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Synchronization and Arbitration in Digital Systems by David J. Kinniment

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10

Conclusions Part II

Systems on silicon are increasingly made of a number of independently timed core processors connected together by a communications network. Data passing between two of these processors needs to be retimed to allow it to pass between them safely, but the synchronization techniques that can be used depend on the timing relationship between the sender and the receiver.

In a synchronous system the timing of each process is usually driven by a single common clock. In a mesochronous system the clocks are more loosely linked by being phase locked to a common source so that phase can drift more widely, but within some bound. If the two clocks are effectively locked together in this way, the methods described in Section 7.3 avoid the need for conventional synchronization, and the latency of the interface can be small. In a plesiochronous system each processor may have its own autonomous clock, and Section 7.4 shows how data can be synchronized again, with relatively low latency if the clocks are similar in frequency, but the phase relationship is unbounded.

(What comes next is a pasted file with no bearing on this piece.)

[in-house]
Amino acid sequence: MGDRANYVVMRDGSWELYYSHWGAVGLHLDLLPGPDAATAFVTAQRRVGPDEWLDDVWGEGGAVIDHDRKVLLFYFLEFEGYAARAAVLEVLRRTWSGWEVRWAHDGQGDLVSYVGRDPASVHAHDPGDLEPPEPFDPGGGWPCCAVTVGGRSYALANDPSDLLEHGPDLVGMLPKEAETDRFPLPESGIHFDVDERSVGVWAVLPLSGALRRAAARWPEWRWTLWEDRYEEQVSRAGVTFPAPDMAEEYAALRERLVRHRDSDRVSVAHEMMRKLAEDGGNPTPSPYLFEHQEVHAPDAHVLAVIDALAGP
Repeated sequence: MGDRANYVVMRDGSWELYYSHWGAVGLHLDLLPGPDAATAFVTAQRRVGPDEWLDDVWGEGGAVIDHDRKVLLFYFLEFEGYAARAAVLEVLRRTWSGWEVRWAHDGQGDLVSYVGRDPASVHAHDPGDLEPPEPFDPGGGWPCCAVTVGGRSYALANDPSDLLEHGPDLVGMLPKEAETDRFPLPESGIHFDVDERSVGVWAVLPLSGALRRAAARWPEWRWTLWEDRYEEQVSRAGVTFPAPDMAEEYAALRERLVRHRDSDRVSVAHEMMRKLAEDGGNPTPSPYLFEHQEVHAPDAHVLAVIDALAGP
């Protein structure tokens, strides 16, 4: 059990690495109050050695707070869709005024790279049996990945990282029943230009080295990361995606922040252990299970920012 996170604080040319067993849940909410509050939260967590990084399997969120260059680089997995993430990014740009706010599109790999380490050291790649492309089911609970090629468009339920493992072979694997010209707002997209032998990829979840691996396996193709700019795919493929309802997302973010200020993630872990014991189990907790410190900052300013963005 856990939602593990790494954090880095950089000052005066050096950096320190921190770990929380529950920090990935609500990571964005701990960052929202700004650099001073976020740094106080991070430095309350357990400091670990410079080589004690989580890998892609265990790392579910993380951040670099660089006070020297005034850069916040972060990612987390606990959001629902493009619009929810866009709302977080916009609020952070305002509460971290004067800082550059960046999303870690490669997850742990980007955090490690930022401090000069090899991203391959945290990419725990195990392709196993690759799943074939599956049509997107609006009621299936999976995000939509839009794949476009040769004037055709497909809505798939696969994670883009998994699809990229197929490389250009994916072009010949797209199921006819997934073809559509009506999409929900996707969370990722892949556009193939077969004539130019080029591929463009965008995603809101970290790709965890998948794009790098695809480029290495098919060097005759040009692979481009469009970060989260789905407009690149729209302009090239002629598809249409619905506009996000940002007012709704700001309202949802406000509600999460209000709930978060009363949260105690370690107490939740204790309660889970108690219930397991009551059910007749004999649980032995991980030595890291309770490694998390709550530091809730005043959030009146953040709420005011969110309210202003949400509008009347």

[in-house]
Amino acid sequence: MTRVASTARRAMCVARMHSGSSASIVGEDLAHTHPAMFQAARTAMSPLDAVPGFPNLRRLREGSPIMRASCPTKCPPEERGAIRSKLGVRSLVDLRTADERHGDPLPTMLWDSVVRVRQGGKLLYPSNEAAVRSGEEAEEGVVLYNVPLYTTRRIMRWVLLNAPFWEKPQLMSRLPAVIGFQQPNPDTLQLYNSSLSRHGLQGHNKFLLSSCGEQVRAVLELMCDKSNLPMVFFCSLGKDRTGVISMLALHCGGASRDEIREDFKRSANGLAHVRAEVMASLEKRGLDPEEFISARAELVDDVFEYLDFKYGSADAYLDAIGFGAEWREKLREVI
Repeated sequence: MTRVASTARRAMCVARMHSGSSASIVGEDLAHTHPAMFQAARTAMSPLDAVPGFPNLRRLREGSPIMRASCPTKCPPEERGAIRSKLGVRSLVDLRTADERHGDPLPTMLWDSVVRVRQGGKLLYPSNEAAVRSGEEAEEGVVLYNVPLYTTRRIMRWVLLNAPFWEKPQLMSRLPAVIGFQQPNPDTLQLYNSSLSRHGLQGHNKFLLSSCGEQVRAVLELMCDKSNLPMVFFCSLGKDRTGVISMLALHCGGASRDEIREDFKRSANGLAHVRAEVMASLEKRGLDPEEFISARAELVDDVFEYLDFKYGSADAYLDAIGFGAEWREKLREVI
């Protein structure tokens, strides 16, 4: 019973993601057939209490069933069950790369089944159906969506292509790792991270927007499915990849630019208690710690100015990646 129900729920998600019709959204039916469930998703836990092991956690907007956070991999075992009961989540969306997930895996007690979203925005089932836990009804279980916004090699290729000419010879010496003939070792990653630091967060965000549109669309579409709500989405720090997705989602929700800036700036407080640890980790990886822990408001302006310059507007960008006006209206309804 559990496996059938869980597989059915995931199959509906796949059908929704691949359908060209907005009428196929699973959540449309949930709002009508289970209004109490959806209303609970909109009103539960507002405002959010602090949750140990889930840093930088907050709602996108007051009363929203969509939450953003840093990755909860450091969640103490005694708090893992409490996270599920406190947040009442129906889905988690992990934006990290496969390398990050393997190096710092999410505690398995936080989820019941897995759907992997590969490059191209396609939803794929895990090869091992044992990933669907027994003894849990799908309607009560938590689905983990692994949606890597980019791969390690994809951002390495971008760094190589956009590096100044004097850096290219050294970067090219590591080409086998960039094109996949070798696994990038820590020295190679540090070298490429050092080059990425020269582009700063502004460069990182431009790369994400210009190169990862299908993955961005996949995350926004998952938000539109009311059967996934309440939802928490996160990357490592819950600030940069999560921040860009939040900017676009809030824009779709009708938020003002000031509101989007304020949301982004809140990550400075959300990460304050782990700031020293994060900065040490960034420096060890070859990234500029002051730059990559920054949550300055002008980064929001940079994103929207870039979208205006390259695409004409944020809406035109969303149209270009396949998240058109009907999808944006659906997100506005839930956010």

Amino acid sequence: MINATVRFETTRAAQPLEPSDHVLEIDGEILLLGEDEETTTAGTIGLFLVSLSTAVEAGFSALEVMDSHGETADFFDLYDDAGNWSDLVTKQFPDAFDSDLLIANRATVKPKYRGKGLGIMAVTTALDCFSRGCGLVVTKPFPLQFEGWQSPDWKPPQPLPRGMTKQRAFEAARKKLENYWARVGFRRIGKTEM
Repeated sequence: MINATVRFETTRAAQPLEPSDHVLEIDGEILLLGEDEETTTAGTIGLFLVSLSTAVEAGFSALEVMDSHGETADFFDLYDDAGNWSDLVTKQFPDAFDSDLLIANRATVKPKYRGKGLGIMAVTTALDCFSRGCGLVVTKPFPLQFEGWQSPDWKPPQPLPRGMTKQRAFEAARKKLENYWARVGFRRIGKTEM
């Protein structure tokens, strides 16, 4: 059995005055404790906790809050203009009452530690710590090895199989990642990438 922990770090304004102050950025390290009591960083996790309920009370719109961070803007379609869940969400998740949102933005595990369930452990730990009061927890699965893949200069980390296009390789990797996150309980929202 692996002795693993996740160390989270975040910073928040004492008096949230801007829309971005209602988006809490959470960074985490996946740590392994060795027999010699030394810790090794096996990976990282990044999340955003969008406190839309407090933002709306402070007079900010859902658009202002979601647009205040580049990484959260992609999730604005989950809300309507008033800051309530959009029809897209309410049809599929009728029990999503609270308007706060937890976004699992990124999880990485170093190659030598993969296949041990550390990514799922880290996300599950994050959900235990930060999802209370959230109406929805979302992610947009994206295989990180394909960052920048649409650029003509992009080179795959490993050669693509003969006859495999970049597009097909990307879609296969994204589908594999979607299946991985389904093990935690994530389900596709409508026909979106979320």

Latency and throughput are issues with more conventional synchronizers when the clock relationship between the two sides of an interface are unknown. In Section 7.1 a simple synchronizing interface is shown to have a relatively slow throughput, but throughput can be improved, usually at the expense of latency by adding a FIFO as in Section 7.2.

Relatively low-performance systems may not need a full clock cycle ...

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